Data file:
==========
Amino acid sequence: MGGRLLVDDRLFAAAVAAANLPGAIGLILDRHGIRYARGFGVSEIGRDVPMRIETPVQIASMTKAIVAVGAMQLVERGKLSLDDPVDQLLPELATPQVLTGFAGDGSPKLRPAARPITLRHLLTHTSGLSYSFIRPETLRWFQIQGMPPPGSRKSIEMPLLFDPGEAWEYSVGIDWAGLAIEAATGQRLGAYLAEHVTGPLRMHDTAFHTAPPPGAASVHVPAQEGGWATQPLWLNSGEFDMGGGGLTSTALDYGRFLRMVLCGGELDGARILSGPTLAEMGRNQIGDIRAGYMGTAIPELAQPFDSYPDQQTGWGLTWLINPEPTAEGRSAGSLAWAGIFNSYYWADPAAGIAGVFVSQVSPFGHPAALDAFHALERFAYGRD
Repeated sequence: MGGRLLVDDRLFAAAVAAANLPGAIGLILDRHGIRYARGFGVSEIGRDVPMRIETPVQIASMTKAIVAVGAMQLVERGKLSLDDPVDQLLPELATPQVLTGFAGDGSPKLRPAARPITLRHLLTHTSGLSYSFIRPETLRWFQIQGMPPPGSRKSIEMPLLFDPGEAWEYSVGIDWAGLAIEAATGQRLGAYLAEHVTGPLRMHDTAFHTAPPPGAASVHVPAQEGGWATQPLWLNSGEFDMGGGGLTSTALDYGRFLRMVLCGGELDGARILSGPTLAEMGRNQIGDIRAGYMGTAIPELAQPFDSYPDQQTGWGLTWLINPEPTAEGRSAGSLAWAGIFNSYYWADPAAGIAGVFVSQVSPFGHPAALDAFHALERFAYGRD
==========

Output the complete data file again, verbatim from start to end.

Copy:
Amino acid sequence: MGGRLLVDDRLFAAAVAAANLPGAIGLILDRHGIRYARGFGVSEIGRDVPMRIETPVQIASMTKAIVAVGAMQLVERGKLSLDDPVDQLLPELATPQVLTGFAGDGSPKLRPAARPITLRHLLTHTSGLSYSFIRPETLRWFQIQGMPPPGSRKSIEMPLLFDPGEAWEYSVGIDWAGLAIEAATGQRLGAYLAEHVTGPLRMHDTAFHTAPPPGAASVHVPAQEGGWATQPLWLNSGEFDMGGGGLTSTALDYGRFLRMVLCGGELDGARILSGPTLAEMGRNQIGDIRAGYMGTAIPELAQPFDSYPDQQTGWGLTWLINPEPTAEGRSAGSLAWAGIFNSYYWADPAAGIAGVFVSQVSPFGHPAALDAFHALERFAYGRD
Repeated sequence: MGGRLLVDDRLFAAAVAAANLPGAIGLILDRHGIRYARGFGVSEIGRDVPMRIETPVQIASMTKAIVAVGAMQLVERGKLSLDDPVDQLLPELATPQVLTGFAGDGSPKLRPAARPITLRHLLTHTSGLSYSFIRPETLRWFQIQGMPPPGSRKSIEMPLLFDPGEAWEYSVGIDWAGLAIEAATGQRLGAYLAEHVTGPLRMHDTAFHTAPPPGAASVHVPAQEGGWATQPLWLNSGEFDMGGGGLTSTALDYGRFLRMVLCGGELDGARILSGPTLAEMGRNQIGDIRAGYMGTAIPELAQPFDSYPDQQTGWGLTWLINPEPTAEGRSAGSLAWAGIFNSYYWADPAAGIAGVFVSQVSPFGHPAALDAFHALERFAYGRD